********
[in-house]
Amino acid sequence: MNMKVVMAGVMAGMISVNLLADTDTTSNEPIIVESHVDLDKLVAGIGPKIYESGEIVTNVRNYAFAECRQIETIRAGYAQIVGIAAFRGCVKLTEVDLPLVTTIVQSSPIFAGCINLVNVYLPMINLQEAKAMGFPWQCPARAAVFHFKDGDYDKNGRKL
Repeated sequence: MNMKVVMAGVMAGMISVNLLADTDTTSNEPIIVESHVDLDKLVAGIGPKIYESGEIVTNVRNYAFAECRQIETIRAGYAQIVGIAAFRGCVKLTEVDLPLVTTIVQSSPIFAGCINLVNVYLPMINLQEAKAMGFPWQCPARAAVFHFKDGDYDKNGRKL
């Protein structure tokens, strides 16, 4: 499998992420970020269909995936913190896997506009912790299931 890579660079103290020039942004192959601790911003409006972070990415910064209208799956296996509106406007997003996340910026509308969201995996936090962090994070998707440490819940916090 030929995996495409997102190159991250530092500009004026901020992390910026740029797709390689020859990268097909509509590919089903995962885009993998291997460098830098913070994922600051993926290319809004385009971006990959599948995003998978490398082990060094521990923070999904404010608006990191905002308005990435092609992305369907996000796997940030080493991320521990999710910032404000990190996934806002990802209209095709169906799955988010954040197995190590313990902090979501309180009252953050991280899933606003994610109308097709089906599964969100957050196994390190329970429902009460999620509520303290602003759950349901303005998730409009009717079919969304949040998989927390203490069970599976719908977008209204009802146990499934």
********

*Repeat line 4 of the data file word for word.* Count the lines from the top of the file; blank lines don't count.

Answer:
């Protein structure tokens, strides 16, 4: 499998992420970020269909995936913190896997506009912790299931 890579660079103290020039942004192959601790911003409006972070990415910064209208799956296996509106406007997003996340910026509308969201995996936090962090994070998707440490819940916090 030929995996495409997102190159991250530092500009004026901020992390910026740029797709390689020859990268097909509509590919089903995962885009993998291997460098830098913070994922600051993926290319809004385009971006990959599948995003998978490398082990060094521990923070999904404010608006990191905002308005990435092609992305369907996000796997940030080493991320521990999710910032404000990190996934806002990802209209095709169906799955988010954040197995190590313990902090979501309180009252953050991280899933606003994610109308097709089906599964969100957050196994390190329970429902009460999620509520303290602003759950349901303005998730409009009717079919969304949040998989927390203490069970599976719908977008209204009802146990499934």